Leahy Expresses Optimism for 112th Congress
By Fahima Haque | January 11, 2022 3:28 pm

The Chairman of the Senate Judiciary Committee, Patrick Leahy, ushered in the 112th Congress with high hopes outlining his committee’s agenda on Tuesday.

The Vermont Democrat spoke specifically on fighting fraud, promoting innovation and protecting national security and constitutional rights in the digital age.

Guests gathered at the Freedom Forum within the Newseum to hear Leahy emphasize the need for bipartisanship and the elimination of divisive rhetoric, especially after Saturday’s shootings involving Rep. Gabrielle Giffords (D-Ariz.), who was gravely wounded, and Federal Judge John Roll, who was killed.

With the Republicans in control of the House, Leahy said he is committed to working with the new chairman of the House Judiciary Committee, Lamar Smith of Texas, and the new ranking Republican on the Senate Judiciary Committee, Charles Grassley of Iowa.

Leahy recalled his work with Grassley in the previous Congress, citing The Leahy-Grassley Fraud Enforcement and Recovery Act, the False Claims Act, the Affordable Care Act, and the Wall Street Reform Act, and he said he wants to build on that progress.

“The Obama administration is a real partner in our fraud-fighting efforts, and we want to make sure the newly enacted provisions are having the intended effect, as well as ensuring that adequate resources are devoted to our anti-fraud enforcement efforts,” Leahy said.

He said he intends to spotlight tax fraud in the first Senate Judiciary Committee hearing, on Jan. 26, and that panel members want to learn more about the annual fraud recovery of more than $3 billion of taxpayers’ dollars by the Justice Department.

Leahy praised Smith’s newly created intellectual property subcommittee as a unanimously supported bipartisan effort to stop online criminals. Another top priority is to modernize the patent system through the Patent Reform Act, he said.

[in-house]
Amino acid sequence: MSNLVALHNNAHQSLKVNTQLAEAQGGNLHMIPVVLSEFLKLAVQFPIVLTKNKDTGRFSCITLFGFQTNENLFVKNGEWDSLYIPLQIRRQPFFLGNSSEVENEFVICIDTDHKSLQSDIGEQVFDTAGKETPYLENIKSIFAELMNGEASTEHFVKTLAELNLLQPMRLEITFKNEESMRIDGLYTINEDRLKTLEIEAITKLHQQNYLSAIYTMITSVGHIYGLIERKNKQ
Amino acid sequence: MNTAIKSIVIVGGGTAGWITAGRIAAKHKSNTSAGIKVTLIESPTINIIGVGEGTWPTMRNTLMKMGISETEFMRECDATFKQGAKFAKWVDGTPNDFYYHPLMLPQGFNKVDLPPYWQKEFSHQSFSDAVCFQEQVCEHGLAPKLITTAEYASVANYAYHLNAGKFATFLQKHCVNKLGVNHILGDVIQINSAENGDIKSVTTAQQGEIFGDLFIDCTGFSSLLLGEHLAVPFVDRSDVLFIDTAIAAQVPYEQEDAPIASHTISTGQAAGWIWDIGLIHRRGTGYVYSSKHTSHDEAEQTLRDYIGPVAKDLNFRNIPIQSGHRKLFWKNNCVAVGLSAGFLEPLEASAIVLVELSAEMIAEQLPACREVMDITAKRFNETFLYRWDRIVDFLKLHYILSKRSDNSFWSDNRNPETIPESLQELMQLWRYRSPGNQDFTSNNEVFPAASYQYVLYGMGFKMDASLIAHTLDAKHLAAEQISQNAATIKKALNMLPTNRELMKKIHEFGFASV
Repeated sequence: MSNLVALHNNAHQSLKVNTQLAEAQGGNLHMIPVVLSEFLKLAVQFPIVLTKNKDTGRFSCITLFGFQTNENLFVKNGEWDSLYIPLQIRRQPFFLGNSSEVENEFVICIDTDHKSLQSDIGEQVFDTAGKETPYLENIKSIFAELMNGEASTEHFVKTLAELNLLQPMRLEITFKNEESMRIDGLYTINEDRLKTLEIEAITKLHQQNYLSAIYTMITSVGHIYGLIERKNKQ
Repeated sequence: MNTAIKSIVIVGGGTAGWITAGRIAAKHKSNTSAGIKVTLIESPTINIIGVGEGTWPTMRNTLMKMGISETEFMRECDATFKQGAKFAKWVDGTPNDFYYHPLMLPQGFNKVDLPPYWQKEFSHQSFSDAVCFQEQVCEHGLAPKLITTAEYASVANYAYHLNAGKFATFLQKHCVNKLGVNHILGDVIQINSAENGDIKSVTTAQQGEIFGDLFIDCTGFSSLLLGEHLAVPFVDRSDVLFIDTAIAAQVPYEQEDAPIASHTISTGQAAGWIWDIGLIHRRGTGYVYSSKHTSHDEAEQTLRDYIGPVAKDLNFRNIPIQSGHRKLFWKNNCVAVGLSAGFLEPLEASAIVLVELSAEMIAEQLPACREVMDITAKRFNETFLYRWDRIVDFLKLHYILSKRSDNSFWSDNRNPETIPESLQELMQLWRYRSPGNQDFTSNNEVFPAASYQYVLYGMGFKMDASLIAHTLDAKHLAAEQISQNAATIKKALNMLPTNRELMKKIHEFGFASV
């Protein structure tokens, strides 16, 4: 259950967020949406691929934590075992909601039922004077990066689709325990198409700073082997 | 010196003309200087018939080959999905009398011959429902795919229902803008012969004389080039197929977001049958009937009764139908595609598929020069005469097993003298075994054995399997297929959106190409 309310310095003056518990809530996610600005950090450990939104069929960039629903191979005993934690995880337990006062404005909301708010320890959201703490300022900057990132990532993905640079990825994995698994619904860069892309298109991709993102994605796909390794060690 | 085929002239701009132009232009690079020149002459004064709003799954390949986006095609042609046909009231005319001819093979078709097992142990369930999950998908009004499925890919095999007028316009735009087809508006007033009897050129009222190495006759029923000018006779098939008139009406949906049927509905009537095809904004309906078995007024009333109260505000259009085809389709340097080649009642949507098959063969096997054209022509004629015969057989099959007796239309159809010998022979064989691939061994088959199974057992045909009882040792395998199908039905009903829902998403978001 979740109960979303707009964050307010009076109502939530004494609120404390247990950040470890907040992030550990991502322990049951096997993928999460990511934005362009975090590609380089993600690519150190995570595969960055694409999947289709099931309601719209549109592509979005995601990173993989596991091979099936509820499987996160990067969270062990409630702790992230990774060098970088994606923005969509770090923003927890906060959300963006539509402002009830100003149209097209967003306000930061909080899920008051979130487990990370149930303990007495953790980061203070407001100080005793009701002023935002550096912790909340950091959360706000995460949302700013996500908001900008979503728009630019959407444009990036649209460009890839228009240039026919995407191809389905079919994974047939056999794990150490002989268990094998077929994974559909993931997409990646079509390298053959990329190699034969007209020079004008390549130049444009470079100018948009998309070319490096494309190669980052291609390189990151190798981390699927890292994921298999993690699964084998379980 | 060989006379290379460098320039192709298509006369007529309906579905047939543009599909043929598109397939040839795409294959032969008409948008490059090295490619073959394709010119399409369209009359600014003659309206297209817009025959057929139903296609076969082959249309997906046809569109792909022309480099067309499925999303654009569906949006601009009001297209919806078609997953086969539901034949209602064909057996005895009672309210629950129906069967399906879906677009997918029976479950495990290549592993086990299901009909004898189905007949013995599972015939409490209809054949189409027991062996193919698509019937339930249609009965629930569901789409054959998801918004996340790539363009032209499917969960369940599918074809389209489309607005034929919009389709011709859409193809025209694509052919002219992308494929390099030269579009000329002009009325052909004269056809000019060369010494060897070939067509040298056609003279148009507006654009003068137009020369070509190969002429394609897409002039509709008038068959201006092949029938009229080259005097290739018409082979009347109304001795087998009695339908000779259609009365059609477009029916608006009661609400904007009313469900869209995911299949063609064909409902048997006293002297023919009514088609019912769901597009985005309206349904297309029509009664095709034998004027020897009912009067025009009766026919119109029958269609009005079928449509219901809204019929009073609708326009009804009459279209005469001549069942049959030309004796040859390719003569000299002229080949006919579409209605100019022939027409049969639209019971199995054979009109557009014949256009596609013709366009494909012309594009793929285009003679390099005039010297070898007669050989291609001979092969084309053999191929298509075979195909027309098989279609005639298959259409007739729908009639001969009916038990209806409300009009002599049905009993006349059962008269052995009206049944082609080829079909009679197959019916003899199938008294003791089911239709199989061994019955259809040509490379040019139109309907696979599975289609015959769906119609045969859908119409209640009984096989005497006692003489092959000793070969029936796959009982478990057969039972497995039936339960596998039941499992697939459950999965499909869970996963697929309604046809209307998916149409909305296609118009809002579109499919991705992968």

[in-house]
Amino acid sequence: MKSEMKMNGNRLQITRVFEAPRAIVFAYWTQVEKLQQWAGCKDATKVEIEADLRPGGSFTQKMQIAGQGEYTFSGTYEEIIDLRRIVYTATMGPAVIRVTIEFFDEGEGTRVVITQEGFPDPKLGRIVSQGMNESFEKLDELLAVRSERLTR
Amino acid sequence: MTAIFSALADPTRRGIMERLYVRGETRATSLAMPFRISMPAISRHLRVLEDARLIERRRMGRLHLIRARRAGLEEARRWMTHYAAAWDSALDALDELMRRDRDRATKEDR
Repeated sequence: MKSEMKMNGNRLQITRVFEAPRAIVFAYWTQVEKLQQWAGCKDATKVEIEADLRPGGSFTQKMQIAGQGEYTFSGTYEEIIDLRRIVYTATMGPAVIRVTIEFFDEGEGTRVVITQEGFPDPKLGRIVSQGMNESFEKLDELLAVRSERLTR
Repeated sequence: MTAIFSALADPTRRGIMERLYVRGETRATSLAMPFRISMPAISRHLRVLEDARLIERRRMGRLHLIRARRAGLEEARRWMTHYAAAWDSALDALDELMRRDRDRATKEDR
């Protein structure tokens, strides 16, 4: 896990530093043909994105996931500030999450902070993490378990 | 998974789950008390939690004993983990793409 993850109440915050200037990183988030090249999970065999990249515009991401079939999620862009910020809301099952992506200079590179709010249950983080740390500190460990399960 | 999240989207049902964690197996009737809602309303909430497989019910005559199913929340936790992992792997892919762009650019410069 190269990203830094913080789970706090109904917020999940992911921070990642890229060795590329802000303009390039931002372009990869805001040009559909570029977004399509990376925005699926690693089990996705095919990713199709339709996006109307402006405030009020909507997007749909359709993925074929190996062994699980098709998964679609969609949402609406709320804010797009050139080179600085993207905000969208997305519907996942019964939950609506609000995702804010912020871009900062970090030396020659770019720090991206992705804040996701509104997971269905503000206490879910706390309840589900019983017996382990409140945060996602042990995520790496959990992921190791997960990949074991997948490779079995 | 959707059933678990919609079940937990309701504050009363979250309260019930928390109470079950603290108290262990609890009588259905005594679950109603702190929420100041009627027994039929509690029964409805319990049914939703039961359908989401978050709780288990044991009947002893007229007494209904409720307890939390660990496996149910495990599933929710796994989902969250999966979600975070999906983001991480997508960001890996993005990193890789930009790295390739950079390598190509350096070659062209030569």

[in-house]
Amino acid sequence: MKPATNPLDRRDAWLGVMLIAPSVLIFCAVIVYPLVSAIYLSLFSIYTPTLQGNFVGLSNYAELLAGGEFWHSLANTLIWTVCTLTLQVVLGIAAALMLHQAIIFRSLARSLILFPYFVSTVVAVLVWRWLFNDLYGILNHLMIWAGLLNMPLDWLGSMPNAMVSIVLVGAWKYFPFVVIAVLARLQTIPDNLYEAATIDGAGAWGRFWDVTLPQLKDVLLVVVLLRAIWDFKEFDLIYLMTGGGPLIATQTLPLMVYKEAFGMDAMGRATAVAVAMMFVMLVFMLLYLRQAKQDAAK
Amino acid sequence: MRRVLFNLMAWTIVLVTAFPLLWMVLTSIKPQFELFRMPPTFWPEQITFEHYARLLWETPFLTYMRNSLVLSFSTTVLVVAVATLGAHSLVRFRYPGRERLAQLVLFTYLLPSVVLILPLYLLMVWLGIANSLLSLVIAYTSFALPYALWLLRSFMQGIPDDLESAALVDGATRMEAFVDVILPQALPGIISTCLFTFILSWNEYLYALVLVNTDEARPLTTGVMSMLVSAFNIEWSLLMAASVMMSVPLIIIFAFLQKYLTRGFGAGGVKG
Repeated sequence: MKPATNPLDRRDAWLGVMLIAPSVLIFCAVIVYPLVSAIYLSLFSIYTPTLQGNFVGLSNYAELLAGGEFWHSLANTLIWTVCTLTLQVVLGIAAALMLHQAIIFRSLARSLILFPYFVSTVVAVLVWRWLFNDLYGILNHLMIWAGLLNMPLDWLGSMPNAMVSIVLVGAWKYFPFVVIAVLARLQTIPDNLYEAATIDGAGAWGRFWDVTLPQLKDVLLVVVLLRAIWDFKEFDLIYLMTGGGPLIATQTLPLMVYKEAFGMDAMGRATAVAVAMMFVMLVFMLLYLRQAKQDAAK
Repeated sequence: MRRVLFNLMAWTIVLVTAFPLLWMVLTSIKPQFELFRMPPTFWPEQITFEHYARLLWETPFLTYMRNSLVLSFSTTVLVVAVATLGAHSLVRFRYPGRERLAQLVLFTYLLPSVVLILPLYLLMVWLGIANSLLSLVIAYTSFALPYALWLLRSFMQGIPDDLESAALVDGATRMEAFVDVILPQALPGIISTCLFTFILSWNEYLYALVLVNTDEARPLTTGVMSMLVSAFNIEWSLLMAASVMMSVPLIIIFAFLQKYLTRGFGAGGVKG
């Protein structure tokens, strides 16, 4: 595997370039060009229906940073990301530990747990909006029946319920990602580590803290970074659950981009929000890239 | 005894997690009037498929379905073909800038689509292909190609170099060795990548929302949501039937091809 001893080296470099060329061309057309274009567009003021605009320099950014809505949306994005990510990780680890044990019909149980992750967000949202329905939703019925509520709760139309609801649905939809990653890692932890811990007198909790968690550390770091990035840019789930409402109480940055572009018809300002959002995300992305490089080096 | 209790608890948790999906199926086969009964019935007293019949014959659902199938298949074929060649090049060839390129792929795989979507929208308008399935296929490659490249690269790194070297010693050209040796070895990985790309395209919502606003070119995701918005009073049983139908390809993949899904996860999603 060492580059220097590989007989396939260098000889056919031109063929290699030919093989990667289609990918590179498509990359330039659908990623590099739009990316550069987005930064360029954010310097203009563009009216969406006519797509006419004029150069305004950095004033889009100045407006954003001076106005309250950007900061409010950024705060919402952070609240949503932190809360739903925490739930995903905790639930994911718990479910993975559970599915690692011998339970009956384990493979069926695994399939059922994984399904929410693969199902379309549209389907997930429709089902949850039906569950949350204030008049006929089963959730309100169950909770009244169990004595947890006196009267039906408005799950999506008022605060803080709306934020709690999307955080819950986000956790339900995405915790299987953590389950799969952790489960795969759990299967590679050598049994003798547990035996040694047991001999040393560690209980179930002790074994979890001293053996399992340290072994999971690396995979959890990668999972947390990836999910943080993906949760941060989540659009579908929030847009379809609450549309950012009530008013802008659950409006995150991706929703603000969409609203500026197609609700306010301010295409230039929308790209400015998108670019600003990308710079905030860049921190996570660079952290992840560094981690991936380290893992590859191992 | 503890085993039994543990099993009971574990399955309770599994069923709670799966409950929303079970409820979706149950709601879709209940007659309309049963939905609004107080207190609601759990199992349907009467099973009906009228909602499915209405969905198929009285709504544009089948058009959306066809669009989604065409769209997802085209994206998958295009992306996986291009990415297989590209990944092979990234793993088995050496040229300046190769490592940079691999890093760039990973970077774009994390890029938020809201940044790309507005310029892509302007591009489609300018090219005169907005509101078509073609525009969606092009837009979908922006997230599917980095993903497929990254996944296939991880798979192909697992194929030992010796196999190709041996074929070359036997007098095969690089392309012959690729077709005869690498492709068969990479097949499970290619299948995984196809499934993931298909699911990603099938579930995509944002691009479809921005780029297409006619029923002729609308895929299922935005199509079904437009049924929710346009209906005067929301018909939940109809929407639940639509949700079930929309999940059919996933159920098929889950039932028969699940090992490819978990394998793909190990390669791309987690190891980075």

“Our intellectual property-based businesses are among the most productive in our economy and among its best employers,” said Leahy.

Leahy said his committee has much to do. He emphasized the desire for more aggressive measures to protect competition to create jobs and businesses, revisiting the Communications Assistance to Law Enforcement Act to further citizens’ privacy rights, and reintroducing the Faster Freedom of Information Act later on this year.

Noting that Chief Justice John G. Roberts Jr. recently wrote in his annual report on the urgent need to fill Federal judicial vacancies, Leahy once again lamented the destructive influence of partisanship, citing overburdened courts and crippling caseloads.

With vacancies in 85 district courts and 16 circuit courts, Leahy said he would do his best to get nominees confirmed. “We cannot ask people to take on public service as a judge, and then subject them to needless, unexplained, humiliating partisan delays in the confirmation process,” Leahy said.

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